Should You Get a Divorce Loan? – U.S. News & World Report

  • July 22, 2020
  • By: Greenpath Financial Wellness

From U.S. News & World Report, Jeffrey Arevalo, financial expert at GreenPath Financial Wellness, provides insight about taking on debt during a divorce.

Going through a challenge such as a divorce can impact personal finances, notes this article about the pros and cons of taking on a divorce loan posted by U.S. News & World Report.

While there really is no specific category called “a divorce loan,” the article outlines that such a loan is a personal loan used for divorce-related expenses.

Personal loans are unsecured loans that allow a person to borrow a specific amount of money and pay it back, usually in monthly installments.

Interest rates for personal loans are usually lower than rates for credit cards but higher than rates for secured loans, such as home or car loans. A secured loan is a loan backed by assets you own, which can be used to pay the lender if you don’t repay the loan.

The article shares the pros and cons of such an approach.  Most of the advice depends on each person’s individual circumstances.

Options to Carefully Consider

Here are a few other ways to deal with divorce-related debt:

  • Negotiate legal payments. Ask your lawyer if you can pay off your bill over a period of months or even years.  That could be a way to mitigate costs and avoid some of the higher-interest options, like credit cards or personal loans.
  • Consider a home equity loan. Home equity loans are on option. If you came out of the divorce with sole ownership of your home and qualify for a home equity line of credit or loan, you could get a better rate than on a personal loan.
  • Borrow from friends or family members. You might consider this option if you’re confident that you can pay back the money as agreed. Otherwise, you can damage – or even end – another relationship.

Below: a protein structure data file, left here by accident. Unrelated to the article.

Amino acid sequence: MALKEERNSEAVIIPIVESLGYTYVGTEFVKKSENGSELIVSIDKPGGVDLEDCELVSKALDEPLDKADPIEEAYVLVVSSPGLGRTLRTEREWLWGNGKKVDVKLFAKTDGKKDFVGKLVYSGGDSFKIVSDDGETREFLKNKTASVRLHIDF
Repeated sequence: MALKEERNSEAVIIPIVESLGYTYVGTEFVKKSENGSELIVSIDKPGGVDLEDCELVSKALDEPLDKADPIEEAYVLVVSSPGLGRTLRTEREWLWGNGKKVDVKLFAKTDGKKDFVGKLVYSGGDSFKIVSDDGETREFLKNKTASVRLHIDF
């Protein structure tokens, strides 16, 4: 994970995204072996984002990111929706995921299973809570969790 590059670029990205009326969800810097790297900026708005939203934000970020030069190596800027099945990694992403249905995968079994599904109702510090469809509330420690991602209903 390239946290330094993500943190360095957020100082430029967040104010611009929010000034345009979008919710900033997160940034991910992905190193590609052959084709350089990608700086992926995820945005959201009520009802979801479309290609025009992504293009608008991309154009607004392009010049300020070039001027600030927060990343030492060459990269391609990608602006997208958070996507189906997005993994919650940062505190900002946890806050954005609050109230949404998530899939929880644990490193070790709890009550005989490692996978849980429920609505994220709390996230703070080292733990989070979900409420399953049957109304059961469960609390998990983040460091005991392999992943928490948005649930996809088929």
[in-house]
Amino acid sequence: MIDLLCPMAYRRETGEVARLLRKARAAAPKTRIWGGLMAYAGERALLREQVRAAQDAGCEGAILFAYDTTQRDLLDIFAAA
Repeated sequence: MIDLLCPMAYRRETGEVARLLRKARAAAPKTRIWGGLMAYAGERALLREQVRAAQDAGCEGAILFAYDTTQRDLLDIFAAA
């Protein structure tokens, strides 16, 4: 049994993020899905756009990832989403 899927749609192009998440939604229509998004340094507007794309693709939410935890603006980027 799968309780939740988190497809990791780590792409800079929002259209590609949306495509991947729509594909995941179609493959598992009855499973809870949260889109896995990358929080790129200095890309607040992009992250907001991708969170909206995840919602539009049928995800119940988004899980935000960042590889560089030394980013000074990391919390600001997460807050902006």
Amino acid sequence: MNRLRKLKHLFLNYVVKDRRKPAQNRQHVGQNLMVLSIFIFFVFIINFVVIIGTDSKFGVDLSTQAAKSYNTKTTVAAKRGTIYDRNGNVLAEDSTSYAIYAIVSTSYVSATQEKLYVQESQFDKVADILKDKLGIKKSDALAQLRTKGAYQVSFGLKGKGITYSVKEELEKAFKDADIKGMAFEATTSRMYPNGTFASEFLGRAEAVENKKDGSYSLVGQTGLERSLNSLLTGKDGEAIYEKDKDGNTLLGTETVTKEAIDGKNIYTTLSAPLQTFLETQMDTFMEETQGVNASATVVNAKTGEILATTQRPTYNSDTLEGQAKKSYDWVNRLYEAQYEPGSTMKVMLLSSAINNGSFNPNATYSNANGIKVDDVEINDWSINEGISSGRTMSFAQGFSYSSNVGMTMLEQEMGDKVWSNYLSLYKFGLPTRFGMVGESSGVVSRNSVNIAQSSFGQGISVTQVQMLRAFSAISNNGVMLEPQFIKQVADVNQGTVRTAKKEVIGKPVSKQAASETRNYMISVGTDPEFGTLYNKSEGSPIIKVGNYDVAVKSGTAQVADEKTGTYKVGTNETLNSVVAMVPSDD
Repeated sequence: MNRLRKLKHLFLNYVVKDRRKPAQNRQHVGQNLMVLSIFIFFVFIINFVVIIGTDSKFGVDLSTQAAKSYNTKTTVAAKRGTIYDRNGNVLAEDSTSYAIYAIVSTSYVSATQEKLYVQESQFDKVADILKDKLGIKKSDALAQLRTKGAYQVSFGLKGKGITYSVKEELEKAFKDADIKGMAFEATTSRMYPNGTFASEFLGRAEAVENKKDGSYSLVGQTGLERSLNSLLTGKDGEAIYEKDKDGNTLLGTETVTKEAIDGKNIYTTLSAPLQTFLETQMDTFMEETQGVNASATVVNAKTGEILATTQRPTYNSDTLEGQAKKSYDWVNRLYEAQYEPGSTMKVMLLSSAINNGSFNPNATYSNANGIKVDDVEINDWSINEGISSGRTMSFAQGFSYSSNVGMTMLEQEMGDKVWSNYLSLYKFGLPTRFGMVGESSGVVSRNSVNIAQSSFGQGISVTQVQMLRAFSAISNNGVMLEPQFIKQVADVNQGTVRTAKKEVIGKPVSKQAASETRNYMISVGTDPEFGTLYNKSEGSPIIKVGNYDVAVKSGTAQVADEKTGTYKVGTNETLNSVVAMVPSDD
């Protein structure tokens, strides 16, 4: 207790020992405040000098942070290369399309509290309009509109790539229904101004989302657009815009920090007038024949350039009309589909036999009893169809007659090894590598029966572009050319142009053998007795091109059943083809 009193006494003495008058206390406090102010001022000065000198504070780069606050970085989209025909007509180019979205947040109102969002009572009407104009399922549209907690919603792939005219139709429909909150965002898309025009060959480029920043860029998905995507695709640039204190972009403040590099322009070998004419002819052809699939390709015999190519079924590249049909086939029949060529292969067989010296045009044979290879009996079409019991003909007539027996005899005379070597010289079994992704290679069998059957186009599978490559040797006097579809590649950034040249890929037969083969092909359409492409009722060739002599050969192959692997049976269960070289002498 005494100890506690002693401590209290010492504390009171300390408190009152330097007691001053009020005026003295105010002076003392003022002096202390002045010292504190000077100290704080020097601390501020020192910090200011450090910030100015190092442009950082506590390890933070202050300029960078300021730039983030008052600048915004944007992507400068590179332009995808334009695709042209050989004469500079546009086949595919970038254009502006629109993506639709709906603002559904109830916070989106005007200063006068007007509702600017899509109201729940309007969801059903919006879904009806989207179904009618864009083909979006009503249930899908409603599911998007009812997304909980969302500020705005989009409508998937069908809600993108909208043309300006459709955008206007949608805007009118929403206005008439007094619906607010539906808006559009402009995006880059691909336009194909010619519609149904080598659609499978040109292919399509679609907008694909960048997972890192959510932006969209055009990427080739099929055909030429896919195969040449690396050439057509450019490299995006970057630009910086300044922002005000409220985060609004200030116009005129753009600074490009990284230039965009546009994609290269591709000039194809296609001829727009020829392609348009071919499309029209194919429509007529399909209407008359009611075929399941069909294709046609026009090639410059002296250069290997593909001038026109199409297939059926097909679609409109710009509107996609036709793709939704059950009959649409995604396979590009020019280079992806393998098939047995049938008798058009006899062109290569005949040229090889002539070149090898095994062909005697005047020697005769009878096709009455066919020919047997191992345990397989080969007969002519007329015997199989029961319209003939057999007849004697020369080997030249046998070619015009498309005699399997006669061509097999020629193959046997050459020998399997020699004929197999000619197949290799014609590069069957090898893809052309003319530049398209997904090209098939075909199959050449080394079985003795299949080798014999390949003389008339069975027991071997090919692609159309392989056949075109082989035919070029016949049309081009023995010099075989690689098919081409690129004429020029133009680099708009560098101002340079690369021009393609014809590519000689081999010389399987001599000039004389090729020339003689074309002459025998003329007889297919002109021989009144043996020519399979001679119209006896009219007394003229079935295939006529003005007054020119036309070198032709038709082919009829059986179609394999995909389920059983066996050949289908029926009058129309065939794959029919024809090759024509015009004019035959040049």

• Borrow from retirement funds. This is not an ideal option, but it might enable you to get money right away. You could make a withdrawal from an individual retirement account or a 401(k). Experts say to carefully consider this option because, “Typically when people move money from a retirement plan, they don’t move it back.”

After the divorce, a new financial reality will follow for each spouse.

Taking stock of income, assets and expenses, as well as setting up a budget, will be crucial for securing a strong financial future.

Advice from GreenPath

“It’s important to remain responsible with your finances and living within your new budget after such a major change,” says Jeffrey Arevalo, financial wellness expert at GreenPath Financial Wellness, a national nonprofit credit counseling agency in Farmington Hills, Michigan.

“Divorce can be an opportunity for a fresh start, and ideally you want to put yourself in the best position to succeed,” he adds. “Set goals, stick to the plan, and you can regain your financial health perhaps quicker than you thought.”

Those who might be wondering if taking on debt is the right step during a divorce should consider contacting GreenPath for a conversation about debt management. 

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Jeff Arevalo

Jeff Arevalo is a Financial Wellness Expert and has been with the Greenpath since 2006. He possesses a strong passion for helping others and takes great pride in providing strong financial education and effective money management tools to help make a difference in people’s lives. Jeff and his wife recently welcomed a baby boy to their family and are excited to navigate the world of parenthood for the first time.